Then there was the occasion when a portion of Trump’s 1995 tax returns showed up one day in a reporter’s mailbox during the heat of the 2016 campaign. McCraw describes the warring that ensued. Belligerent Trump lawyers threatened legal action, as usual. In the end, as in every other instance of high-decibel Trumpian legal threats, the dog barked but never bit.
McCraw also takes time to meditate on journalistic practices and ethics. He is candid and cleareyed about the lean of his paper’s readers and its opinion writers. He says that by the “time of Trump’s election there was no doubt about the politics of our core readership: It skewed left, and, in any measure of its opposition to Trump, it went off the charts.” He concedes, moreover, that The Times’s “Op-Ed columns and contributors are overwhelmingly anti-Trump, every day.” But he is insistent about the overall political objectivity of the news people, the beat reporters. He argues that the everyday news folk, at The Times and elsewhere, are not generally partisan. He doesn’t claim that they are perfectly detached, disinterested, nonideological chroniclers. He acknowledges a certain lean on their part too. “Many journalists are biased,” he concedes, but “just not in the way that most people think about it.”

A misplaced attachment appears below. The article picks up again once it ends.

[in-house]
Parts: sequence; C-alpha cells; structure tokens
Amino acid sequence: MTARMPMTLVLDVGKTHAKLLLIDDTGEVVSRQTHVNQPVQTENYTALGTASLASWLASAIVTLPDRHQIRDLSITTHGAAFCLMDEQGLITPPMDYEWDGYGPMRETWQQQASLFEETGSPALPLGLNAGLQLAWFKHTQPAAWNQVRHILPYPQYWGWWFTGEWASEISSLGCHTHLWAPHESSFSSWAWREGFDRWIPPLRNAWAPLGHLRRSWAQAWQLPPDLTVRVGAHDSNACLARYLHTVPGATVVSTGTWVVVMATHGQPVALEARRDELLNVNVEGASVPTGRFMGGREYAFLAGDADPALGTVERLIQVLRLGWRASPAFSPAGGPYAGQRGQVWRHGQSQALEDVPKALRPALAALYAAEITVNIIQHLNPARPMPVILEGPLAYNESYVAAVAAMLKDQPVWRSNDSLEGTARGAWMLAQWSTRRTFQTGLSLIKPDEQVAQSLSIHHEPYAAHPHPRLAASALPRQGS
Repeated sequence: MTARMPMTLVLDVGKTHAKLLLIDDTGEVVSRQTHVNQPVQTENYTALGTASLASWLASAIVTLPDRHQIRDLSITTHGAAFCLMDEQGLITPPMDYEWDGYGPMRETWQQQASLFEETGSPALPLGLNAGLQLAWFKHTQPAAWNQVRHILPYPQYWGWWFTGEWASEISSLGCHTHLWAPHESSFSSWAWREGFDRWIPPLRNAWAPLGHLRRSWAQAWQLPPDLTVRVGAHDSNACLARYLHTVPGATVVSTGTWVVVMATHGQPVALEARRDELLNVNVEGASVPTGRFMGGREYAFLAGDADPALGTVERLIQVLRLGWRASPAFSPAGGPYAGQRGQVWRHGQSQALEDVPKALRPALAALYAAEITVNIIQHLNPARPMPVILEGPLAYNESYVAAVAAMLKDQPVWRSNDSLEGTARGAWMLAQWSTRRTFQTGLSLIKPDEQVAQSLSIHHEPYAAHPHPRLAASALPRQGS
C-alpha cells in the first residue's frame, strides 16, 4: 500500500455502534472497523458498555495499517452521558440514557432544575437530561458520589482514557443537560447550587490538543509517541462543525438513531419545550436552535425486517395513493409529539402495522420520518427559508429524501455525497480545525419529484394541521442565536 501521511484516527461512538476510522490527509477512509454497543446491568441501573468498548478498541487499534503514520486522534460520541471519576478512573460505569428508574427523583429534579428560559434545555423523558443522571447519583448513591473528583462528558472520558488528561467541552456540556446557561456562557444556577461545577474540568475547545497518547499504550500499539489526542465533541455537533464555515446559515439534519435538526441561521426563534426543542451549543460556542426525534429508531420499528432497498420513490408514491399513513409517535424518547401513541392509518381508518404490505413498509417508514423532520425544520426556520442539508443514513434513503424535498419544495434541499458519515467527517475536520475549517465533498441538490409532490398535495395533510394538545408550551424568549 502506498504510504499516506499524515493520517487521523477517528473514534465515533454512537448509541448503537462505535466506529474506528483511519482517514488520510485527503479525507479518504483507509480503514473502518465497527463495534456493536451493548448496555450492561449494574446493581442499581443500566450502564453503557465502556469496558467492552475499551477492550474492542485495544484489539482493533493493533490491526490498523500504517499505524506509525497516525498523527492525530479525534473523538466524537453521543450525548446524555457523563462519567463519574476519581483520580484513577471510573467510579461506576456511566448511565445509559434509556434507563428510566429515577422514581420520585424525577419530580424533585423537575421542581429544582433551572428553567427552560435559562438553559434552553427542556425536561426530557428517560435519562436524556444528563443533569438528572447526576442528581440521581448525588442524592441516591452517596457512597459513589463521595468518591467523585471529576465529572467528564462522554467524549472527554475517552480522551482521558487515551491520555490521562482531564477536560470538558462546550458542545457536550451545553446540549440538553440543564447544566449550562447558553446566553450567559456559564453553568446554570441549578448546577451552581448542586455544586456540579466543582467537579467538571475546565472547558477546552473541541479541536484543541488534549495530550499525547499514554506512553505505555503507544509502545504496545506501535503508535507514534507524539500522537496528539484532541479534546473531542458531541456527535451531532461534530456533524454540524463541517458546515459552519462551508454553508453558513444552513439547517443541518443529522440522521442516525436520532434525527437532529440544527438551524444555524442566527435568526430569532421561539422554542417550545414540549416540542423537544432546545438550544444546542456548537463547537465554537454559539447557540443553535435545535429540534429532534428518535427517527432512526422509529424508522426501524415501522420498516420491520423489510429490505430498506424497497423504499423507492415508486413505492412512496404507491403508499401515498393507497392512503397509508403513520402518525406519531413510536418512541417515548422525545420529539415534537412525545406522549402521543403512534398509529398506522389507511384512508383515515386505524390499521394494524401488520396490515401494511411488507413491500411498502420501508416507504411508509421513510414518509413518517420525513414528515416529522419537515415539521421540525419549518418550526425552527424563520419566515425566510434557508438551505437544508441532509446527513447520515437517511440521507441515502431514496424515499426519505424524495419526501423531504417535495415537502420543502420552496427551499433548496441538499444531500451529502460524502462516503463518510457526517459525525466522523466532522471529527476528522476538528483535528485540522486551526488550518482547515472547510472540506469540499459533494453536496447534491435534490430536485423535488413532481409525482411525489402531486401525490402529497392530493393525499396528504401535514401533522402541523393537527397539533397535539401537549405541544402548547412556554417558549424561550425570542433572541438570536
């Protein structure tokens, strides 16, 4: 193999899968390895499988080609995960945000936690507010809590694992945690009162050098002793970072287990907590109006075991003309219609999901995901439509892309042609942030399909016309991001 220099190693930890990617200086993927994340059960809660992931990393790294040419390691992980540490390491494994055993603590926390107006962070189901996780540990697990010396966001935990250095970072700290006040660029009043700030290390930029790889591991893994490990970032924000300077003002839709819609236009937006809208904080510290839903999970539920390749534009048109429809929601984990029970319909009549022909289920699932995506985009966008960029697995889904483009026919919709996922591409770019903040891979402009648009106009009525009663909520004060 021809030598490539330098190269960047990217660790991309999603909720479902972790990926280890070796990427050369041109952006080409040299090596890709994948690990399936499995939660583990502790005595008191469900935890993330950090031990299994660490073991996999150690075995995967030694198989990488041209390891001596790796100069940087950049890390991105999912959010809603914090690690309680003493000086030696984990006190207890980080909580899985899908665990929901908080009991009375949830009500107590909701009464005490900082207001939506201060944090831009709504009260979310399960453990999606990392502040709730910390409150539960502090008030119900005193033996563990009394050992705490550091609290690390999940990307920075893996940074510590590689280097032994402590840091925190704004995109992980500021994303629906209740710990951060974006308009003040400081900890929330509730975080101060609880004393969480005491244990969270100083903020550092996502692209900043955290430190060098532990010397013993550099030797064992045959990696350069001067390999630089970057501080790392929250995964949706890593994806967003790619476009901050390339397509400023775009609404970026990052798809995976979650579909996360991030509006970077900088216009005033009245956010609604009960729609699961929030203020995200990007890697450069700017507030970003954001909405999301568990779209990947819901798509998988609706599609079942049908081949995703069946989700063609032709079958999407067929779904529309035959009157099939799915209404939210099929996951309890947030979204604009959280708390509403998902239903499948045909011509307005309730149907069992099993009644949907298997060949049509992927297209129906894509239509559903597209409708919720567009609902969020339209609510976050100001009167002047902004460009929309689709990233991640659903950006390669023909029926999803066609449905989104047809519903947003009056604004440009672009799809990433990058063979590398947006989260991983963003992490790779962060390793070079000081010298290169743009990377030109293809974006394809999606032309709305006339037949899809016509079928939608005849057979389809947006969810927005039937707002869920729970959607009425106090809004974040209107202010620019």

By McCraw’s reckoning, reporters tend to champion the underdog, and it is this worldview that skews their coverage. “The easy rap,” he writes, “is that most reporters lean liberal (true), and that dictates how they cover a conservative like Trump (false). … They believe, all other things being equal, that the little guy is getting screwed. … The reportorial default is to think that most regulations are good, the rich and connected don’t need more money or more power.” He insists, therefore, that any bias “is not a left or right thing.”
McCraw is rightly proud of his role in defending The Times in so many controversies. But there is also a whiff of helplessness in his telling about the degradation of truth and of people’s trust in the press, neither of which is really a matter of law or legal policy. The law, it turns out, is in good shape.
Legal freedom, as an attorney might say, is necessary but not sufficient. Just as important, McCraw explains, is public trust: “It doesn’t really matter how much freedom the press has in a society if the press is not believed. A distrusted press is little different from a shackled press.” This is the crisis, well identified. One need not literally shutter press outlets in the manner of Recep Tayyip Erdogan or Xi Jinping or Vladimir Putin to render the press irrelevant and impotent.
But occasional and understandable bouts of pessimism aside, Truth in Our Times is not dire. It is spirited and hopeful and even, at times, lighthearted. It is, in a way, a love letter to the First Amendment. McCraw captures the mood best in one early sentence: “It was a hell of a time to be a lawyer for The New York Times.” It sure was.